Following the Nixon-Kissinger madness which made him an accomplice in Pakistani crimes in Bangladesh, Washington now faces a formidable rival in China, which has been built economically at the expense of the United States and is trying to impose itself. like the dominant world. power and challenger of the world order, especially in the Indo-Pacific,

To counter the power of China, the United States – under President Joe Biden and before him Donald Trump – turns to India, a nation vilified by their predecessor, Nixon, as “repulsive” and ridiculed by racist vulgarities and sexual.

Decades later, as the effects of Kissinger’s Chinese diplomacy haunt the United States, Trump made India a major defense partner of the United States and the bookend with it of the democracies of the United States. Indo-Pacific.

Biden took strategic cooperation one step further, making cooperation with India a priority for her administration as it grapples with China’s aggressive behavior from the Himalayas to the South China Sea and beyond.

After their meeting in Washington in September, they said that due to “growing strategic convergence, President Biden and Prime Minister Modi have decided to advance the comprehensive comprehensive strategic partnership between the United States and India.” .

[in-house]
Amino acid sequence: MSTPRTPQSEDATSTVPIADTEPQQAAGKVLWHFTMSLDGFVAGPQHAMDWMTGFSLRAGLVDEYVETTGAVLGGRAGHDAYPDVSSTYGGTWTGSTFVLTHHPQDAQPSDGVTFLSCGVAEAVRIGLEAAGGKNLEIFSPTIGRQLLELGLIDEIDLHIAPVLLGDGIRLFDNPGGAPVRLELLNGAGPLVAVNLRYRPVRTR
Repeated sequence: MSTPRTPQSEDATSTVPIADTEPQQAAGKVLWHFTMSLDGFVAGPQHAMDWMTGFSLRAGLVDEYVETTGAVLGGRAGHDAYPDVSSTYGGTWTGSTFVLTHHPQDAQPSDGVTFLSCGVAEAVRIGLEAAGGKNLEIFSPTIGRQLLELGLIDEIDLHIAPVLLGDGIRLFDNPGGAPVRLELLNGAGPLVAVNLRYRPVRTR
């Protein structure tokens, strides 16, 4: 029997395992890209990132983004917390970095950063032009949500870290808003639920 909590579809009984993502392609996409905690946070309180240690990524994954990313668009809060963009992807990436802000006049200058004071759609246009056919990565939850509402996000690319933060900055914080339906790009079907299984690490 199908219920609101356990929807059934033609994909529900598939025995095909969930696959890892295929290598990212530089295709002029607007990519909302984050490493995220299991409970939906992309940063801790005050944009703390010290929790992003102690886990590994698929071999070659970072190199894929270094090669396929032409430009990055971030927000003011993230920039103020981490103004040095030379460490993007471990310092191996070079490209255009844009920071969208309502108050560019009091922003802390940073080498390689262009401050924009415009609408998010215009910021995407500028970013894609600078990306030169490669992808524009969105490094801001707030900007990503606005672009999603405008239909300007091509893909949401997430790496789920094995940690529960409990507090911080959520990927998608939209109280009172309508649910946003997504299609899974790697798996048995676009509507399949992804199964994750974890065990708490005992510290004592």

A changed world

The world has changed in other ways as well.

When the Cold War raged in 1971 with the Soviet Union and the United States as the main protagonists, Moscow and Beijing were ideologically at loggerheads and emerging from protracted border clashes in 1969.

The United States was trying to draw China into its orbit to counter the Soviet Union.

The Soviet Union’s break with China was a factor that pushed Moscow towards close ties with India.

India and the Soviet Union signed the Treaty of Friendship, Peace and Cooperation in 1971, which ended just before a declared military pact.

He said that if any of them were attacked, he “will immediately engage in mutual consultations in order to eliminate such a threat and take effective and appropriate measures to ensure the peace and security of their countries”.

Moscow was the main supplier of arms to New Delhi, mainly on preferential terms based on the rupee trade for India then starved for foreign exchange.